Talking of unintended consequences, I recently saw King Charles III, the play that imagines constitutional turmoil following the queen's death (available only in London at present, if you're reading this "in the wings", so to speak). The Shakespearian influence extends from the blank verse to the plot, with knowing references to Macbeth and King Lear. The agonising and witless new king refuses royal assent to a bill on press regulation and dissolves Parliament on a point of misguided principle. The monarchy is saved from abolition only by persuading him to abdicate in favour of the more compliant (and scheming) William and Mary - sorry, Kate. The echoes of 1688 are rather loud. Though the play is funny, up-to-the-minute and dramatically (if not politically) convincing, it ignores Scotland (as it does Wales, Cornwall and all the other areas where the royals own land). I felt all it lacked was a flunkey wandering onstage to announce, Hamlet-like, "George Robertson and Annabel Goldie are dead".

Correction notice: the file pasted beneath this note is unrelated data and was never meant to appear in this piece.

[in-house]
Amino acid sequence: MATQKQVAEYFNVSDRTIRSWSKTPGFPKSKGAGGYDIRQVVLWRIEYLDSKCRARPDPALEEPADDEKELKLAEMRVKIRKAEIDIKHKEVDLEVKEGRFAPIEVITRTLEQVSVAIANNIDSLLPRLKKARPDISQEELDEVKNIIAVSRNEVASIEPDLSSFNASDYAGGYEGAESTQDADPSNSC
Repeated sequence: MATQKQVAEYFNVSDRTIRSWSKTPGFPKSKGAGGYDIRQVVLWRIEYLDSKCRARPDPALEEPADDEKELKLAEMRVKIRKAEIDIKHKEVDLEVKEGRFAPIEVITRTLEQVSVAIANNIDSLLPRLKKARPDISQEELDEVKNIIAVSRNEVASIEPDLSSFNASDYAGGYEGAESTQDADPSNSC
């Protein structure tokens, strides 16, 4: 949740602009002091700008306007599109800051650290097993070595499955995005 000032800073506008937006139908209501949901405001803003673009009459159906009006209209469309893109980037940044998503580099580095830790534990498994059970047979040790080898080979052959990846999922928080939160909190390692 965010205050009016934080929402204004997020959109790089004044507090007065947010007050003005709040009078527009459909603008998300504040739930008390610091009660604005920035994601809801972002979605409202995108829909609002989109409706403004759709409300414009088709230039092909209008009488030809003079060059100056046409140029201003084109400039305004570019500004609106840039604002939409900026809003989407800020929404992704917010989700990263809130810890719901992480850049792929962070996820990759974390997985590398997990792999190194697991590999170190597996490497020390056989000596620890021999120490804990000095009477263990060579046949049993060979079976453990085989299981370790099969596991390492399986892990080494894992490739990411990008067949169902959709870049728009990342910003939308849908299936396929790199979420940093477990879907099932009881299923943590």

This metropolitan bias has led to some illogical thinking. Consider the following from John Aziz: "Scotland has no real leverage to negotiate favourable terms other than the result of the referendum and a few vague gestures about Britain's currency being underpinned by North Sea oil. The UK is the one with the army, the NATO and EU memberships and the nuclear submarines. Alex Salmond can hand-wave and pontificate as much as he likes, but he will have to accept independence on terms dictated to him by Westminster. His desired formal currency union, off the table. British military bases including Trident in Scotland, irremovable from it." This combines economism's trivialisation of democracy (a vote does not constitute leverage), childish petulance (that's my ball, army and nuclear subs), and a startling failure to appreciate that the short-term immovability of Faslane and Coulport provides the Scots with major leverage in any negotiations (they're holding our nuclear subs hostage and demanding a currency union in exchange!)